ESPN’s Chris Fowler did a workmanlike job hosting the Heisman Trophy presentation Saturday night. Alabama sophomore quarterback, 20, Bryce Young was this year’s winner. His coach Nick Saban joined Young in New York. There was little adlibbing required. Much of the program was scripted. Still, Fowler was right on it. For the first time in a while, he was liberated from his stifling partner, Kirk Herbstreit.
Remember when cheap homers were called Chinese Home Runs. Announcers won’t do that anymore. Foul poles? Warner Wolf kept insisting that they were fair poles.
From column contributor Don Haley – Venting on time of games and unending pre and post shows:
When enough is just too, too much?
Amazon will get the exclusive Thursday night NFL package next season. Right now a couple knowledgeable women preside over the mic, two vets, Hannah Storm and Andrea Kremer. It’s hardly a sure bet that they’ll be back next season. Al Michaels is in middle of the conversation with all sorts of potential mixes. You would think that the cash rich machine of Jeff Bezos would think big and bring in Uncle Al, who has been the Voice of NFL’s primetime for four decades. NBC though is putting its dough on Mike Tirico, who’s capable at about everything. Very capable for that matter, but hardly exceptional. Hardly Big Al!
Yet the most recent talk emanating from Amazon’s headquarters is about turning its coming NFL rights into a 24/7 plethora of sports programming.
Ever since I was a kid, I argued that the main merit of baseball was that they played the game on a daily basis. As opposed to football, which, at the age of 8, I said was “6/7ths rhetoric at best, one half of 1/7th game.” Okay, okay, I didn’t use the word “rhetoric” but you get my perspicacious take at such a tender age.
I can’t take any more of this. In fact, I can’t even take the tons of bullshit we’re now peddled morning on morning, midday on midday, evening upon evening, overnight upon overnight, just yammering, stammering, blabbering and blubbering about what some call our new national pastime. No, it’s not football, it’s tongue flapping.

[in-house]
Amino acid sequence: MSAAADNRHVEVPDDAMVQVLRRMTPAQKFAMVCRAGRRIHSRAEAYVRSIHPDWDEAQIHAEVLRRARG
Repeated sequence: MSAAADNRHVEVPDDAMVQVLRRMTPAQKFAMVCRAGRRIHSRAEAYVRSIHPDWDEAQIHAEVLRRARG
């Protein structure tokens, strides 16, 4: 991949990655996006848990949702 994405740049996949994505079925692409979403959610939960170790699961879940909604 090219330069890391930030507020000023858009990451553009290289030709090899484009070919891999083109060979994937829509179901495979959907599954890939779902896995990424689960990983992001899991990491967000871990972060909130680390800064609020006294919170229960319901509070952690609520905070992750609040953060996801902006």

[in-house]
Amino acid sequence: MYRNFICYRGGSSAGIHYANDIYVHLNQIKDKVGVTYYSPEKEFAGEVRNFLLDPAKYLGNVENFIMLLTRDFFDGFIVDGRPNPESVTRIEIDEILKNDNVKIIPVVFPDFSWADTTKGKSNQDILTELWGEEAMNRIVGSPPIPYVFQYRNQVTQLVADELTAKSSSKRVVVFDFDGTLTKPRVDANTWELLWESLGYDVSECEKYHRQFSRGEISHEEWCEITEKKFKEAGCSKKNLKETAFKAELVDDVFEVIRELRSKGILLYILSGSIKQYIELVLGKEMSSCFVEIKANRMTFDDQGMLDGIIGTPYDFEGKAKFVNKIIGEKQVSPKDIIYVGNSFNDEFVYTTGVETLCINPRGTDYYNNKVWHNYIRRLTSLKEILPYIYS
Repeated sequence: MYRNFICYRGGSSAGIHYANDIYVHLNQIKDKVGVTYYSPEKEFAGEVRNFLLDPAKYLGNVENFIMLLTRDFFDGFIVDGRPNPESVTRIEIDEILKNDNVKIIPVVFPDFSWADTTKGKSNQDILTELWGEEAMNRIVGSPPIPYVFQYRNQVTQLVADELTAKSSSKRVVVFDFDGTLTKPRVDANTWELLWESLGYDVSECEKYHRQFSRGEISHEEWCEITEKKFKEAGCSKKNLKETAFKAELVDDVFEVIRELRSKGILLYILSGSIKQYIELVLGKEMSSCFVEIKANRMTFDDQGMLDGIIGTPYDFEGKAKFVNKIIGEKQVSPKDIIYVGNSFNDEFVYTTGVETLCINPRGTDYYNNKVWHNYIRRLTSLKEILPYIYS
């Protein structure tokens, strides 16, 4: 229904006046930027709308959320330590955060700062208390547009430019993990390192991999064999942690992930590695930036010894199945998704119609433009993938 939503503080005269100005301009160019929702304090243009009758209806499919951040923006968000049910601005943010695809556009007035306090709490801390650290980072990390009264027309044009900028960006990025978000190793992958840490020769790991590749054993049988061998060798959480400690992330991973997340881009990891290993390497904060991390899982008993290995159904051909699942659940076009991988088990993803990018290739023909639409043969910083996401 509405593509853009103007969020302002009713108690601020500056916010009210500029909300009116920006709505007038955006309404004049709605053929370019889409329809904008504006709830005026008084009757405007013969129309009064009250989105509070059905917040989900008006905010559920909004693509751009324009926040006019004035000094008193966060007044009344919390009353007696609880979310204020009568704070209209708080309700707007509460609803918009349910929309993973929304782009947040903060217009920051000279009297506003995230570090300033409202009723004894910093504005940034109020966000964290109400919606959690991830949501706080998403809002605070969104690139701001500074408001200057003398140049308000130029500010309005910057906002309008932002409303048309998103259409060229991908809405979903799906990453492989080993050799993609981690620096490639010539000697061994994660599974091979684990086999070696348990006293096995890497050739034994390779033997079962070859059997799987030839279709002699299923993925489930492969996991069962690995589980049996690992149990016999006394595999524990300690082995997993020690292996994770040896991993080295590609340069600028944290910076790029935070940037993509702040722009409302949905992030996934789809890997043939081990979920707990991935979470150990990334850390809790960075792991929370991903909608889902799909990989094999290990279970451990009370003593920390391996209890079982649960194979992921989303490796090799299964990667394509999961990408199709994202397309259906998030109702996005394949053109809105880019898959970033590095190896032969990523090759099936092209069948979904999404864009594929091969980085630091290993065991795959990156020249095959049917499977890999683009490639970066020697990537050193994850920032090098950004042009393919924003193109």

Do we really need this? Do we even want it? Time was you could tune into a sporting event scheduled for, say, 8 p.m. and the kickoff actually was taking place. Perhaps the network, fresh off its world news roundup, would allow the two announcers to briefly set the table, for, 2-3 minutes, then allow the game to be the star.
Time also was when a half hour of Brent, Phyllis and Irv (later on The Greek) was the perfect setup on CBS’ The NFL Today. Now, on Fox, we get an hour of blather and blather at 11 a.m., then comes the second helping at noon. By 1, It’s kickoff time, but I’ve already had it. Yet another setup with the game announcers. Get my pillow and, everyone else, off the couch!
Is there somehow a quota of athletes who must be hired as microphoniks post their playing days? Ex-players, ex-coaches, explaining what they think about what their neighbor thinks about what you should be thinking about the games to be played next Sunday? Really? Haven’t they made enough millions during their playing/coaching days?
And now Amazon wants in this madness?
Hey, Amazin’ Amazon, howzabout keeping your network up and running 24/7 so Harry, Millie and their two screaming kids, all of whom desperately have to pee, can safely get off the Disney Skyliner?
It’s not been a tough stretch for NBC. Bad Olympics, losing NHL, giving up NBCSN, losing Al Michaels, losing Bob Costas, making an iffy bet on Drew Brees, making a shaky bet on Tirico who has to replace two icons, Costas and Michaels. Saddled with cantankerous Taylor.
The recent summary of Vin Scully’s superfluous career on these pages was a perfect time capsule on the great man who turned 94 on November 29th. Those years of listening to him on the World Series on CBS Radio were the most enjoyable, like reliving a magic carpet ride through baseball’s greatest moments of my youth. I’d listen to him like I’d enjoy a Sinatra album, over and over and over again. Who’s on first? Who cares? Vin’s at the mic.
Aging but maintaining their fastballs on football, Gene Deckerhoff, Bucs; Merrill Reese, Eagles and Al Michaels. Brent Musburger is right on it, doing Vegas games. He does radio which is not his forte. His strength is TV. Brent is 82 and the Steelers Bill Hillgrove is 81. Reese is just behind them, 79.